Considering that more than 90% of recruiters use LinkedIn as their primary search tool, this is not an understatement. If you’re a professional, you need to not only be on LinkedIn, you need to be using it to your full advantage. Don’t believe me? Think about it this way: If tomorrow morning, a recruiter logs onto LinkedIn looking for someone in your geography, with expertise in what you do, and you’re not there? Guess who they’re going to find and contact? Yes, that person’s name is “not you.”
Don’t get me wrong—you absolutely must come across as polished, articulate, and professional throughout your job search. However, many people translate this into: Must. Be. Boring. Wrong, wrong, wrong. Realize that few people get hired because they had perfect white space on their cover letters, memorized all of the “correct” interview questions or used incredibly safe, common phraseology (i.e., clichés) throughout their resumes. All of this correctness is going to make you look staged and non-genuine. Instead, give yourself permission to be both polished and endearing. Memorable, likable candidates are almost always the ones who go the distance.
Yes, your new resume is lovely. Your LinkedIn profile, breathtaking. However, if they don’t position you as a direct match for a particular role that you’re gunning for, don’t be afraid to modify wording, switch around key terms, and swap bullet points in and out. Your resume is not a tattoo, nor is your LinkedIn profile. Treat them as living, breathing documents throughout your job search (and career).
You want that job search to last and last? Well, then continue to rely solely on submitting online applications. You want to accelerate this bad boy? Don’t stop once you apply online for that position. Start finding and then endearing yourself to people working at that company of interest. Schedule informational interviews with would-be peers. Approach an internal recruiter and ask a few questions. Get on the radar of the very people who might influence you getting an interview. (More on that here.)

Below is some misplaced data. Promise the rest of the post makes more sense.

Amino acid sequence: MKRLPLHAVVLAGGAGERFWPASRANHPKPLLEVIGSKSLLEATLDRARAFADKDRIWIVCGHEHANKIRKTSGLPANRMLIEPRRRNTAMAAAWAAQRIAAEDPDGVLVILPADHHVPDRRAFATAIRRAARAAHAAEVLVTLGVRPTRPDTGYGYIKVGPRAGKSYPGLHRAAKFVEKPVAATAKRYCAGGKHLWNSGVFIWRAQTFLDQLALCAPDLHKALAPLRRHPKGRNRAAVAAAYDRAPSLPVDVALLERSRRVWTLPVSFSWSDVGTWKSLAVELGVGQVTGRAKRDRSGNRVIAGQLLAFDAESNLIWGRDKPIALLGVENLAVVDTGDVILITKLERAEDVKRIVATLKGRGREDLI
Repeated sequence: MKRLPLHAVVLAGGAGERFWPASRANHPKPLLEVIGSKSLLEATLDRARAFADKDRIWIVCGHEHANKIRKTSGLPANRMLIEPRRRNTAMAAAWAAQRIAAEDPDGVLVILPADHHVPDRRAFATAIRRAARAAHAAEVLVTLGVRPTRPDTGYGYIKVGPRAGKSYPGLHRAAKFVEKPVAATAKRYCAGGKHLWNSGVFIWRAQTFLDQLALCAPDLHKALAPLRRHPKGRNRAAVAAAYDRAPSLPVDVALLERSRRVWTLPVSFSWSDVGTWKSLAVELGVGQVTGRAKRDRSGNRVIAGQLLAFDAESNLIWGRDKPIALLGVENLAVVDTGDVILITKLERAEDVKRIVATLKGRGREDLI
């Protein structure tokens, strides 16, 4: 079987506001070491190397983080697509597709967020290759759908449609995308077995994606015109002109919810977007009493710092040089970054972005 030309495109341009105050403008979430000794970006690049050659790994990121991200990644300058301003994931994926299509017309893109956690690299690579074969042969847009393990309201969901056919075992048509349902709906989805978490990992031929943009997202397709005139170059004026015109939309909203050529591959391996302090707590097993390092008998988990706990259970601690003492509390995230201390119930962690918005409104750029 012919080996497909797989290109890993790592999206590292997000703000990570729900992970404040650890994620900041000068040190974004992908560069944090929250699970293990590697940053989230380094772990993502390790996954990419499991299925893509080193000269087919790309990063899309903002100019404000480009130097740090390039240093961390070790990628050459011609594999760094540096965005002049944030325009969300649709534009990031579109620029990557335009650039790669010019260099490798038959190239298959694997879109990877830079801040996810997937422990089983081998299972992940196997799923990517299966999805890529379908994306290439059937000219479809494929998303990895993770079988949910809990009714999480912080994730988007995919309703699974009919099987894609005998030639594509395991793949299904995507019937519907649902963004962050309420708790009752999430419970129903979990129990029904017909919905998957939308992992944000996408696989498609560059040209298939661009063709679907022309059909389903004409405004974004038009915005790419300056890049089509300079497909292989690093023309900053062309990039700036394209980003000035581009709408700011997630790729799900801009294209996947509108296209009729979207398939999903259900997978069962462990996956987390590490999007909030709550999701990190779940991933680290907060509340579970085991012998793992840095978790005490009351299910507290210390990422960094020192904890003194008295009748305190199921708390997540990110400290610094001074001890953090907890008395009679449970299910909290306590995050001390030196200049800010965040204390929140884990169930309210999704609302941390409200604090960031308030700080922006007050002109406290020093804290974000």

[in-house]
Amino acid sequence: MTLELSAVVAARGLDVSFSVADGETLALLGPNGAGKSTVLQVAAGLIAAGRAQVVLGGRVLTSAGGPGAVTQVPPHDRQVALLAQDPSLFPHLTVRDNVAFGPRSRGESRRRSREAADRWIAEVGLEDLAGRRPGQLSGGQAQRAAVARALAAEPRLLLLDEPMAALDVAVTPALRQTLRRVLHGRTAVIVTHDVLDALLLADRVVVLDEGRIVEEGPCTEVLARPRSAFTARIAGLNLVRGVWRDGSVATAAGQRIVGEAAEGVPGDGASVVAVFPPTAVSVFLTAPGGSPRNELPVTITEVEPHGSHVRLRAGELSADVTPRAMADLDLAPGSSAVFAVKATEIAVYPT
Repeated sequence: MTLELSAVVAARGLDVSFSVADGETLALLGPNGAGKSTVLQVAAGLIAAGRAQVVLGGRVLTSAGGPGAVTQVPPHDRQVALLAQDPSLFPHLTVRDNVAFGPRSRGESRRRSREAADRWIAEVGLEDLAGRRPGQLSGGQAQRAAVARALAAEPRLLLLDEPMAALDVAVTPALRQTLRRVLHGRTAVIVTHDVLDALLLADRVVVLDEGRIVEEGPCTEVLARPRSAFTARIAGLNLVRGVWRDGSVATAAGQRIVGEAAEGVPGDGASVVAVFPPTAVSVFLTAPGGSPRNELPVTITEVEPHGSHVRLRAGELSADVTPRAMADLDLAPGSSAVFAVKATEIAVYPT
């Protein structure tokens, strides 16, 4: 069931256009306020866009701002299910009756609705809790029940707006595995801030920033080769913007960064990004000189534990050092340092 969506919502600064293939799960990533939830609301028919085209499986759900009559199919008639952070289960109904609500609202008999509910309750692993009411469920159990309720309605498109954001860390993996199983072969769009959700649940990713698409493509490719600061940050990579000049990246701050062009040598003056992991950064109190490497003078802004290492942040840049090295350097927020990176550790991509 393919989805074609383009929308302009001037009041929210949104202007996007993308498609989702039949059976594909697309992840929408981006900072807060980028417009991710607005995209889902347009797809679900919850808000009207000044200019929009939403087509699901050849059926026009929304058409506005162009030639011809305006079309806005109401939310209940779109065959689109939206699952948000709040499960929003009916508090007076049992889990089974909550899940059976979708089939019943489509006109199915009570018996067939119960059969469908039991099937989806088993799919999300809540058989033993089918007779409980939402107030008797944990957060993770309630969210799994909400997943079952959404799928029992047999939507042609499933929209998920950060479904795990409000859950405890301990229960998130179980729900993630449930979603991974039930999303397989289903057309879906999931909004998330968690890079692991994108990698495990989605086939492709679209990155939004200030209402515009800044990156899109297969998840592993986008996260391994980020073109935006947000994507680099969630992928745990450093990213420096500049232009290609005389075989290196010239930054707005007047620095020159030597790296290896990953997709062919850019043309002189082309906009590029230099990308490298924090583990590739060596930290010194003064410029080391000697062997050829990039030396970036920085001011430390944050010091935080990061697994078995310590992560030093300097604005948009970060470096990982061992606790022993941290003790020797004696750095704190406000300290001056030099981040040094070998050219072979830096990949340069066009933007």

When you apply for a job via an online application process, it’s very likely that your resume will first be screened by an applicant tracking system and then (assuming you make this first cut) move onto human eyeballs. The first human eyeballs that review your resume are often those of a lower level HR person or recruiter, who may or may not understand all of the nuances of that job for which you’re applying. Thus, it behooves you to make it very simple for both the computer and the human to quickly connect their “Here’s what we’re looking for” to your “Here’s what you can walk through our doors and deliver.”
Accept defeat graciously. You’re not going to get every job you apply for, and that means learning to accept defeat gracefully. If you aren’t hired, don’t take it personally and certainly don’t burn any bridges. Keep your emotions in check and maintain your professionalism. You never know what the future might hold and just because one job with a company doesn’t work out, doesn’t mean there might not be future opportunities there. Make sure you accept the rejection with grace and wrap up any conversations on a hopeful and positive note. It’s also a great idea to follow up a rejection with a thank-you note…yes…a second one! Not only will this distinguish you from other rejected candidates but it will ensure that they see you in a positive note…and will hopefully keep you in mind for future possibilities.